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Google Inc. saw its lead in the Internet search market slacken in December, according to data released Friday by Nielsen Online. Google garnered a 56.3% share of the U.S. search market in December, compared to a 57.7% share in the previous month, according to Nielsen. Yahoo Inc.
Microsoft Corp. was the only company among the three largest search providers to see an increase in December, as its share rose to 13.8% of the U.S. market from 12% the previous month, according to Nielsen.
Google's Share of Search Slips, Microsoft Gains [marketwatch.com]
Nielsen and Hitwise do agree on one thing: Google has an overwhelming share of U.S. search.
1 - Live.com is clearly still struggling with even the basics like 301s.
2 - MSN and Y! compete heavily in the portal space, while Google does not.
3 - Live would viewed as a step back for Y! while Google would be perceived as an improvement.
I have to admit, that it would be a shame for Y! to give up.
Also there is a much closer relationship with MS within Yahoo then Google, there always has been. I love speculation...
Wouldn't the right financial arrangement trump each and every one of those reasons?
When our company evaluates an opportunity like this we use a scoring matrix. Money is one factor, but it is certainly not the deciding factor - especially with a deal like this one. That would be pretty short-sighted.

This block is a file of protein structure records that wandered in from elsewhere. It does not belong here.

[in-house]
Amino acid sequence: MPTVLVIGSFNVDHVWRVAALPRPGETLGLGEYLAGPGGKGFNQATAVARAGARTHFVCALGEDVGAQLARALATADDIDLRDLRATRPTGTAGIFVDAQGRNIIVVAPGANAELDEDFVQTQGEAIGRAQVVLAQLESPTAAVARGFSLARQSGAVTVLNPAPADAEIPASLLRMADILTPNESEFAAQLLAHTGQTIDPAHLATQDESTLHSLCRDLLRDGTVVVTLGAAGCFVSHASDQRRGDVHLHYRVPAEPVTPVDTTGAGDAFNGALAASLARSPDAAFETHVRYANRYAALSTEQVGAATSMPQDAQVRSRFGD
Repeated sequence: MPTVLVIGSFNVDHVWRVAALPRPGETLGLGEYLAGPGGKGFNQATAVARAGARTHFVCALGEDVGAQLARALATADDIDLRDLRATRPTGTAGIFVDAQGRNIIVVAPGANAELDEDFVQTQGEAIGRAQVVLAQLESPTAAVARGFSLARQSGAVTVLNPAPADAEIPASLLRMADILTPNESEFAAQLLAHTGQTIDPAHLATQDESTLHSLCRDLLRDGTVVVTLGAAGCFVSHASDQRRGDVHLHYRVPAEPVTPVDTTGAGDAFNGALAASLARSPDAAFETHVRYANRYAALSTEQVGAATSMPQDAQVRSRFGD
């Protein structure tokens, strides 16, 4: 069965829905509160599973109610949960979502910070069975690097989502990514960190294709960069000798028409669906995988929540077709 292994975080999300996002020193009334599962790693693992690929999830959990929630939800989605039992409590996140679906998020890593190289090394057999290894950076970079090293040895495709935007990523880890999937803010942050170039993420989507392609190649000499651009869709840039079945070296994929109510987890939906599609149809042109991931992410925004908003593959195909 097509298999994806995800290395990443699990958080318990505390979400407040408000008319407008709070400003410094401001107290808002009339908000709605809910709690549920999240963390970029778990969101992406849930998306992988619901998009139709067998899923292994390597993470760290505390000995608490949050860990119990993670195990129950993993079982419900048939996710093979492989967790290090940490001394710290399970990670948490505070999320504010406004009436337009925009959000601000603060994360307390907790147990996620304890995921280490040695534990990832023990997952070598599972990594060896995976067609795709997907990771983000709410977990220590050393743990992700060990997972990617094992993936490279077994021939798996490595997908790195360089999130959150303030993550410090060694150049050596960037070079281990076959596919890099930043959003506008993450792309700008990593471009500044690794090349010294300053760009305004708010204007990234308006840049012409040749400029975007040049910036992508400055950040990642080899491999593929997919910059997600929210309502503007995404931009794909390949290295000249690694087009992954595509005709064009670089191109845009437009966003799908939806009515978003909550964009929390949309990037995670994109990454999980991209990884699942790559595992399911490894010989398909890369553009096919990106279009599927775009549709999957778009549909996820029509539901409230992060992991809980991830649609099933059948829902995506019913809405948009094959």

[edited by: BillyS at 3:38 am (utc) on Jan. 21, 2008]
On the savings side:
Workforce reduction (development, sales, support)
On the loss side:
Controlling their own destiny
Controlling their click costs and splits
Yahoo Publishers Network
Relying on a competitor for a large source of income (Didn't they buy Overture and Inktomi because of this?)
It does come down to what is best for their stock price. Is it more attractive to strip down part of the company and replace part of that income with minimal overhead?
If Yahoo does shutter their PPC dept and switch to Adwords, it could be a very serious indicator that we are in a recession... not just an economic downturn.
Company executives have said that to achieve its “starting point” goal, Yahoo would continue to invest in areas like Internet search, e-mail, the Yahoo front page and the personalized home-page service MyYahoo, as well as news, finance and sports.
So it looks like Y! considers search core, so MSN will have to find market share elsewhere.
um. does anyone actually believe hitwise data? I've never found it better than ballpark, sometimes right out of the ballpark
Nielsen/NetRatings isn't perfect, either. For one thing, sites can assign their traffic to other sites, which is legitimate for purposes of advertising sales ("Our network deliver an audience of XX zillion readers") but creates confusion and inaccuracy if you want to compare the real-life rankings of Site A (which assigns its traffic) and Site B (which doesn't).
Even in the print world, traffic figures can get fuzzy. If the WIDGETVILLE POST distributes a million free copies per month via a sponsorship deal, is it legitimate for the POST to claim those million copies as paid circulation (as some metropolitan newspapers have done and maybe still do)?